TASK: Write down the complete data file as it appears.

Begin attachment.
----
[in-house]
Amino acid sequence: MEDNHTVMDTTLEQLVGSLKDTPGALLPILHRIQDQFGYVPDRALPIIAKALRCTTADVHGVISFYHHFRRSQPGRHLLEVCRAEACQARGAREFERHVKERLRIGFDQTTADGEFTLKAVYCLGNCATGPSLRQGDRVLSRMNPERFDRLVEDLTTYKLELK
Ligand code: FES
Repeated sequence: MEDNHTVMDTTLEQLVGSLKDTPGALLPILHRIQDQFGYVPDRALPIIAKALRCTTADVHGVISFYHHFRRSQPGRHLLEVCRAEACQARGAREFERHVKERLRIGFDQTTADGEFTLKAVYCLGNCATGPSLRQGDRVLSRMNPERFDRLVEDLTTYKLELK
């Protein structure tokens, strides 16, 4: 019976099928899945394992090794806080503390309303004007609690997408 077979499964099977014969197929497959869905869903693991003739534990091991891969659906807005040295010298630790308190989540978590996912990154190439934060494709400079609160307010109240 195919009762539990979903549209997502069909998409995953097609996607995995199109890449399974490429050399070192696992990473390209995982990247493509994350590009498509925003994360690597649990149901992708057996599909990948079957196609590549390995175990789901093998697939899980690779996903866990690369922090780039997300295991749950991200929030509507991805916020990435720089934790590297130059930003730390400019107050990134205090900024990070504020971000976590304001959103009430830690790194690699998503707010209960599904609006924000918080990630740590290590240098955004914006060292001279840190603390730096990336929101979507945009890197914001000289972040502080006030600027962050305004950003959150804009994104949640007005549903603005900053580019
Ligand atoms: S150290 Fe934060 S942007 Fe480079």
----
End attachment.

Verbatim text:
[in-house]
Amino acid sequence: MEDNHTVMDTTLEQLVGSLKDTPGALLPILHRIQDQFGYVPDRALPIIAKALRCTTADVHGVISFYHHFRRSQPGRHLLEVCRAEACQARGAREFERHVKERLRIGFDQTTADGEFTLKAVYCLGNCATGPSLRQGDRVLSRMNPERFDRLVEDLTTYKLELK
Ligand code: FES
Repeated sequence: MEDNHTVMDTTLEQLVGSLKDTPGALLPILHRIQDQFGYVPDRALPIIAKALRCTTADVHGVISFYHHFRRSQPGRHLLEVCRAEACQARGAREFERHVKERLRIGFDQTTADGEFTLKAVYCLGNCATGPSLRQGDRVLSRMNPERFDRLVEDLTTYKLELK
């Protein structure tokens, strides 16, 4: 019976099928899945394992090794806080503390309303004007609690997408 077979499964099977014969197929497959869905869903693991003739534990091991891969659906807005040295010298630790308190989540978590996912990154190439934060494709400079609160307010109240 195919009762539990979903549209997502069909998409995953097609996607995995199109890449399974490429050399070192696992990473390209995982990247493509994350590009498509925003994360690597649990149901992708057996599909990948079957196609590549390995175990789901093998697939899980690779996903866990690369922090780039997300295991749950991200929030509507991805916020990435720089934790590297130059930003730390400019107050990134205090900024990070504020971000976590304001959103009430830690790194690699998503707010209960599904609006924000918080990630740590290590240098955004914006060292001279840190603390730096990336929101979507945009890197914001000289972040502080006030600027962050305004950003959150804009994104949640007005549903603005900053580019
Ligand atoms: S150290 Fe934060 S942007 Fe480079």